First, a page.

Linkedin data shows more women entering tech

In celebration of International Women’s Day and to support a more gender inclusive world, LinkedIn today published data on jobs where women are thriving, and barriers the global workforce still needs to overcome.

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Women in Tech

In celebration of International Women’s Day and to support a more gender inclusive world, LinkedIn today published data on jobs where women are thriving, and barriers the global workforce still needs to overcome.

Here are some insights from the survey:

Women leaders are on the rise globally

Since 2008, more women have been hired into leadership positions around the world. While there is still a gap, the outlook is increasingly optimistic, with women in leadership holding an average of just over 25% of all leadership positions globally. LinkedIn data shows that India, which has historically lagged in hiring women into leadership positions, has gained significant momentum with the largest percentage increase being hired into leadership roles (25%).

Education and nonprofit industries close leadership gap and tech Sector Gains Momentum


The education and nonprofit sector is leading the way in closing the gap between male and female leaders. In this sector, women are being hired for 47% of leadership positions. Healthcare and pharmaceuticals also has a high number of women in leadership with nearly half of leadership positions being held by women (46%).

More women entering tech

LinkedIn also evaluated the roles women were being hired into overall. It may come as a surprise that the technology industry saw the largest change with a 18% increase in female leaders hired.

The top three job titles that have seen the strongest growth are all technology roles: User Experience Designer (67% increase), Chief Technology Officer (60% increase) and Web Developer (40% increase).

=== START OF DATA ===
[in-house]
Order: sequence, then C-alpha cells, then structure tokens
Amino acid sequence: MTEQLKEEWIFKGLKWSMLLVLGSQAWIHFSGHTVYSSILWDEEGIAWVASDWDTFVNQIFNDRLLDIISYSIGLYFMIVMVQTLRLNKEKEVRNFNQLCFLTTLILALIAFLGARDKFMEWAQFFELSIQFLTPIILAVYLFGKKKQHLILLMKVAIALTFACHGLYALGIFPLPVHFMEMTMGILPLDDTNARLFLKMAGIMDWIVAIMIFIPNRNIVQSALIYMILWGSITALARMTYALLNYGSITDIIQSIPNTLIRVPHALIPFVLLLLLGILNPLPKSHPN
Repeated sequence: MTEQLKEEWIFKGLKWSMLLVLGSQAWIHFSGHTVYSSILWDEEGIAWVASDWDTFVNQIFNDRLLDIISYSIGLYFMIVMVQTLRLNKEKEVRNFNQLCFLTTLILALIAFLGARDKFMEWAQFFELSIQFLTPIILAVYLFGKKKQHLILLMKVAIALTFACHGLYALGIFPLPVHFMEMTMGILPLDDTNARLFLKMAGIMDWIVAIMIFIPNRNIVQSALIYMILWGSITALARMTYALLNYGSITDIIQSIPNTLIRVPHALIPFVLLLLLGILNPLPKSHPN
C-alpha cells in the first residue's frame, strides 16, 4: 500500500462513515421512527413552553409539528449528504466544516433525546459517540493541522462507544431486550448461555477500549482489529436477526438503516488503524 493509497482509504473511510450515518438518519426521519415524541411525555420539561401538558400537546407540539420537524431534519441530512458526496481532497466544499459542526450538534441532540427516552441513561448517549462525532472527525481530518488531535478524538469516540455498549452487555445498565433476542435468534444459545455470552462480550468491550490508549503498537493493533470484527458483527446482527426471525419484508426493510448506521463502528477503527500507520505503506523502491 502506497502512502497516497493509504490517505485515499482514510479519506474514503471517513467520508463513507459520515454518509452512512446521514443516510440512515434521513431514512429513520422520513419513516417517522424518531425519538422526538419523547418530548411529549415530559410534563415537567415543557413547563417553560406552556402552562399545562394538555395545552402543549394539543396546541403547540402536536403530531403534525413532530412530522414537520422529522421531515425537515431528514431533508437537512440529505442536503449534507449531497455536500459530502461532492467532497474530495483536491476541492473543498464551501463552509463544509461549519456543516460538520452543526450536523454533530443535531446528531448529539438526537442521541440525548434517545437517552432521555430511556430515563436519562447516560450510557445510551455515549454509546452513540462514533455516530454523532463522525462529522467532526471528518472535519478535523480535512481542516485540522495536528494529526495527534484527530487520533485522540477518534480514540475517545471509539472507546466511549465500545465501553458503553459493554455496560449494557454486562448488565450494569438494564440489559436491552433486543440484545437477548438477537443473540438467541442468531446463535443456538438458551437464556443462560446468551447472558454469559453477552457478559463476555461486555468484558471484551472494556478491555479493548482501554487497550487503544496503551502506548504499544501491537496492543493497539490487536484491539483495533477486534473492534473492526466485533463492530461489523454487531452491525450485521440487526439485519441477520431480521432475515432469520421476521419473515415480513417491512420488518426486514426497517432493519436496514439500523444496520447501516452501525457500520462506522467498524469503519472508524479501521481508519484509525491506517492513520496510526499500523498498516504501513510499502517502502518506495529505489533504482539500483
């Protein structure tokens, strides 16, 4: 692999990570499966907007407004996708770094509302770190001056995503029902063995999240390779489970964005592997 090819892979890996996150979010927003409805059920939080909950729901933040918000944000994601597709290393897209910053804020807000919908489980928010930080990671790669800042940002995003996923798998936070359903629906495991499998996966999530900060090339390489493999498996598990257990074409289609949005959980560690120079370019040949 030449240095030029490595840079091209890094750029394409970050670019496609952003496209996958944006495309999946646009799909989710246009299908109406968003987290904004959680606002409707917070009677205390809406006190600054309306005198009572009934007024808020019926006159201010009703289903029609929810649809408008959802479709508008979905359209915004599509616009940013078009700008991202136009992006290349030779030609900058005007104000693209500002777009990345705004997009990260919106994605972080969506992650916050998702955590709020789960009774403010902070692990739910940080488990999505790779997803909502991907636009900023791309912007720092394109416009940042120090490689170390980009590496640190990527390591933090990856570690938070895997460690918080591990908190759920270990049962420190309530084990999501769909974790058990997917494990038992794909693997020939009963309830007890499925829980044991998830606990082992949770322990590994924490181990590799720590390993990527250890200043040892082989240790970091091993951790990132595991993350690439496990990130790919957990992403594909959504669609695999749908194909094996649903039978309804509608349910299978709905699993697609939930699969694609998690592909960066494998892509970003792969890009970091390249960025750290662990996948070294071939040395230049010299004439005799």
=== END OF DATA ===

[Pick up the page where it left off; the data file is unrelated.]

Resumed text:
Women CEOs make up only 18% of the workforce


In the C-suite, the single role that women hold more than or equivalent to men is Chief Human Resource Officer (56%, which is an increase of 82% since 2008). In contrast, women CEOs still make up only 18% of the workforce. At the director-level, hiring for women in the Director of Information Technology role has increased by 57% since 2008.

Management and leadership top skills for women leaders


LinkedIn looked at the most common skills based on the profiles. Management and leadership top the list of skills for women in leadership positions. Interestingly, customer service and public speaking also ranked highly.

Gender equality at work is a growing priority

LinkedIn data shows that diversity and inclusion is becoming a priority for companies worldwide. More than 37% of talent acquisition leaders believe that diversity will be the number one trend defining the future of hiring.

One of the key aspects to closing the gender gap is to identify areas of progress, tackle obstacles, and provide resources to help create leadership paths for women.

To learn more read the blog, “International Women's Day: Celebrating the Progress of Women Leaders in the Workplace”, by Nicole Isaac.

Join LinkedIn in celebrating International Women’s Day by mentioning women who’ve inspired you in your career. #IWD2017

Methodology:


The results of this analysis represent the world as seen through the lens of LinkedIn data. As such, it is influenced by how members choose to use the site, which can vary based on professional, social, and regional culture, as well as overall site availability and accessibility. These variances were not accounted for in the analysis.

Keen observers will note that there is no field for gender on the LinkedIn profile. We have inferred the gender of members included in this analysis by classifying their first names as either male or female. Members whose gender could not be inferred from their first names weren’t included in the analysis. Additionally, we excluded all members in countries where less than 67% of the respective member base could be classified as either male or female, to account for coverage lapses in our gender classifier.

Members in leadership positions were defined as those who have a seniority of director, vice president, CXO, owner, or partner. Trends in diversity job titles were determined based on members whose job title included the words “diversity” or “inclusion.”


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